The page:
Kids & Company Blog

Is your child sick? Need help deciding what to do? Introducing the HEAL tool for families

I had the pleasure of interviewing Pediatric Emergency physician Dr. Shirmee Doshi, to discuss the launch of a new resource to help manage common childhood illnesses and injuries that often do not require emergency department care. The Alberta Health Services “HEAL” (Health Education and Learning) Program at has easily accessible information from emergency doctors and clinicians at Alberta Children’s Hospital and Stollery Children’s Hospital.

The site is a great resource for research, reassurance and answers when your little ones aren’t feeling well, so we wanted to share it with our Kids & Company families.


Q: Why was building this resource a priority for Albertan doctors and medical professionals?

A: It really became a focus around five years ago when things like the H1N1 scare drove many into the emergency rooms of our hospitals and wait times got very long. We found a lot of families were coming in because they didn’t know where else to access information, highlighting the lack of credible and accessible resources before that step. We pulled together an extensive team of medical professionals and partnered with the University of Calgary Department of Pediatrics and Division of Emergency Medicine, Mount Royal University and AHS Communications to develop this program.


Q: What is the goal of the HEAL program?

A: Our first goal was building the resource and collaborating with experts to provide information that is useful, reliable and can be applied in real-life situations. We chose for it to be a website because so many people hop online when sick or injured, and it would be an easy platform for families to access before, during or after a medical visit. We have ongoing goals too; from here, we still have work to do in engaging with families to keep the site useful and updated.

Q: What are some of the illnesses and injuries included on HEAL?

A: A lot of times we see common minor illnesses in the emergency department that could be treated at home, but parents didn’t know what else to do or how serious it was. Things like croup, coughs, common colds, ear pain, nosebleeds, head injuries, vomiting and diarrhea, fever, febrile seizures and rashes are included on the website with detailed descriptions for identifying and treating, and recognizing when something does require immediate medical attention.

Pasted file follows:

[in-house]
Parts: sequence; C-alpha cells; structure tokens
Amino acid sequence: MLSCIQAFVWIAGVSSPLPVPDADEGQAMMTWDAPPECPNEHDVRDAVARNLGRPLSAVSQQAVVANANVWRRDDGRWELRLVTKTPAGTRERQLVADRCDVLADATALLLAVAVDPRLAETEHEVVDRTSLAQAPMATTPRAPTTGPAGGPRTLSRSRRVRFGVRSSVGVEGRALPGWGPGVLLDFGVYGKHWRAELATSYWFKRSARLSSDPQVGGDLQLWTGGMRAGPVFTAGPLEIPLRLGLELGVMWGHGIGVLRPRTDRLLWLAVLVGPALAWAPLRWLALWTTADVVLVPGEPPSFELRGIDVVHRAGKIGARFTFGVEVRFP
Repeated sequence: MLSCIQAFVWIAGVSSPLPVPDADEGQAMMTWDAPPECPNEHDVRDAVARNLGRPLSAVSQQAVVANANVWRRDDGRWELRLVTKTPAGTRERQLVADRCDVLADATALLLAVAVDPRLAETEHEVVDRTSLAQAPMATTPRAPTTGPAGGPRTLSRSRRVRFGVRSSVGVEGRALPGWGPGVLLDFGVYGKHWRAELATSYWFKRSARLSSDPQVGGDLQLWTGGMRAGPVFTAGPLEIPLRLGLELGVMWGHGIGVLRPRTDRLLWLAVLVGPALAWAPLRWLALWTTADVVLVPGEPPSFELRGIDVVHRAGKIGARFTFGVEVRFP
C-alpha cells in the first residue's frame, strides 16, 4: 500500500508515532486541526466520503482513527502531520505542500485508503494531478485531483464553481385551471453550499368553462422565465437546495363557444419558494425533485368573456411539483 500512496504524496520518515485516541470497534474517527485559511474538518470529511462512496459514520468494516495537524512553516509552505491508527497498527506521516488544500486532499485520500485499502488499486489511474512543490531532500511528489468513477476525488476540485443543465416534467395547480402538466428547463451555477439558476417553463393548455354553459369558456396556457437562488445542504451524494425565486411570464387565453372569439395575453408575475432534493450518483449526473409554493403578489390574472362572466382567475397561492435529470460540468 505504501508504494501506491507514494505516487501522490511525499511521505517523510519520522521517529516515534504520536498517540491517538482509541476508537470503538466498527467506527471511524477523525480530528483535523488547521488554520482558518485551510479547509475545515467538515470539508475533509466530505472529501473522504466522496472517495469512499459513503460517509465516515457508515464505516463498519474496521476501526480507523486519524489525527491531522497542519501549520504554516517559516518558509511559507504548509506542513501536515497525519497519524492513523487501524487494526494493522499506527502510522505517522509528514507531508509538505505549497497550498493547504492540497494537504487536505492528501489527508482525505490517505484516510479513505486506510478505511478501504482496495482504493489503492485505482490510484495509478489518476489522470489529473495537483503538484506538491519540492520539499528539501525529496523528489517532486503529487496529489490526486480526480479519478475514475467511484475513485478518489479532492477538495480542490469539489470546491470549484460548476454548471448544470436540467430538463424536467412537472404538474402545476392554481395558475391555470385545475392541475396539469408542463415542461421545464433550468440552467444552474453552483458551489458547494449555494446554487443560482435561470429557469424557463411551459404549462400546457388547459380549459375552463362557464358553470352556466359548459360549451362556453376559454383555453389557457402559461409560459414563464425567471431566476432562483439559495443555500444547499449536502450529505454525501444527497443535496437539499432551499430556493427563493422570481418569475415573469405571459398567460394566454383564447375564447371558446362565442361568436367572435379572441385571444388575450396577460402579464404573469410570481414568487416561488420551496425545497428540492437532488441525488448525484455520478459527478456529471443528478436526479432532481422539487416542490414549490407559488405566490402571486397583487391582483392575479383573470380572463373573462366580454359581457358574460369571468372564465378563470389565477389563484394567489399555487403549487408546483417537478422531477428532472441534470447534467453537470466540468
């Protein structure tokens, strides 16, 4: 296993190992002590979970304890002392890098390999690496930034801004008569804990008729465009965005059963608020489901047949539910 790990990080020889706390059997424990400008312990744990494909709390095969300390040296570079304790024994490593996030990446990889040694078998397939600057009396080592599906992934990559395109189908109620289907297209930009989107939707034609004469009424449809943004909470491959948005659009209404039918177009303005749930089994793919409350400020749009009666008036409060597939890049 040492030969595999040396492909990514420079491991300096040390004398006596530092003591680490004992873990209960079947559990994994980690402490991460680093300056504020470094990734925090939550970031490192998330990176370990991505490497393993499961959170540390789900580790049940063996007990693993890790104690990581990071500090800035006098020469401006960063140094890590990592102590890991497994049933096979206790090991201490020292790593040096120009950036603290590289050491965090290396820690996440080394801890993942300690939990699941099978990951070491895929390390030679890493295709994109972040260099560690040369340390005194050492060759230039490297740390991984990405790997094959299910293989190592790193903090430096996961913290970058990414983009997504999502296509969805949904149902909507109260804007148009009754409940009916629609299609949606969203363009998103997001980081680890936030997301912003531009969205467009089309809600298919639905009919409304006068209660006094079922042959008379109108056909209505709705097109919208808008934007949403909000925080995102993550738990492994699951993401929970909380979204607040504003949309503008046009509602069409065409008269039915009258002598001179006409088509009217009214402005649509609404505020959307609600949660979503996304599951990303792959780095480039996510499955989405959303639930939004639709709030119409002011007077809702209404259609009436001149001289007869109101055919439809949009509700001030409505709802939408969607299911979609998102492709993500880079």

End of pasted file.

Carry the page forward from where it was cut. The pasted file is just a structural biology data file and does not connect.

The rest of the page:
Q: When should someone be coming into emergency?

A: This is a tough question and dependent on the situation. Some examples are difficulty breathing, significant dehydration, persisting illness even with fluids, rest and over-the-counter treatments, or anything you know is abnormal for your child can warrant a trip to emergency. But there are resources to help you make those decisions when you’re not sure how urgent something is – the new HEAL website is obviously one. Calling Health Link Alberta at 811 to assess the situation with a trained professional is another. Visiting your family doctor or a walk-in medical clinic is another good option.


Q: What is the impact of having non-urgent cases in emergency?

A: When a child comes in with a non-urgent illness or injury, they may end up waiting long periods while the emergency teams address things like accidents or life-threatening conditions. Often their lengthy emergency trip ends with an assessment that reassures the family, provides some education and tools but rarely requires special treatment. A trip to emergency disrupts sleep (often much-needed for a sick child), school and work. In an ideal world, families have resources to make them confident in deciding what requires an emergency visit or not, and how to manage and treat non-urgent things themselves.


Q: What would you like families to know about the new HEAL resource?

A: We are looking for a lot of feedback. You’ll find a feedback link on each page, because we need to have two-way conversations about this tool to make it family-friendly, easy-to-navigate and useful. We plan to also add more media and different topics, so our ongoing team is really interested to hear from families. Best way to connect is at


Stephen Page, Registered Nurse and HEAL Project Coordinator and Dr. Shirmee Doshi, Pediatric Emergency physician



Melissa lives in Calgary and is the Community Marketing Manager for Kids & Company in Alberta and BC. Her vision of what she would be like as a mom was shattered three years ago when she discovered nothing ever goes as planned for parents, but laughter and community sees you through. You can reach her at

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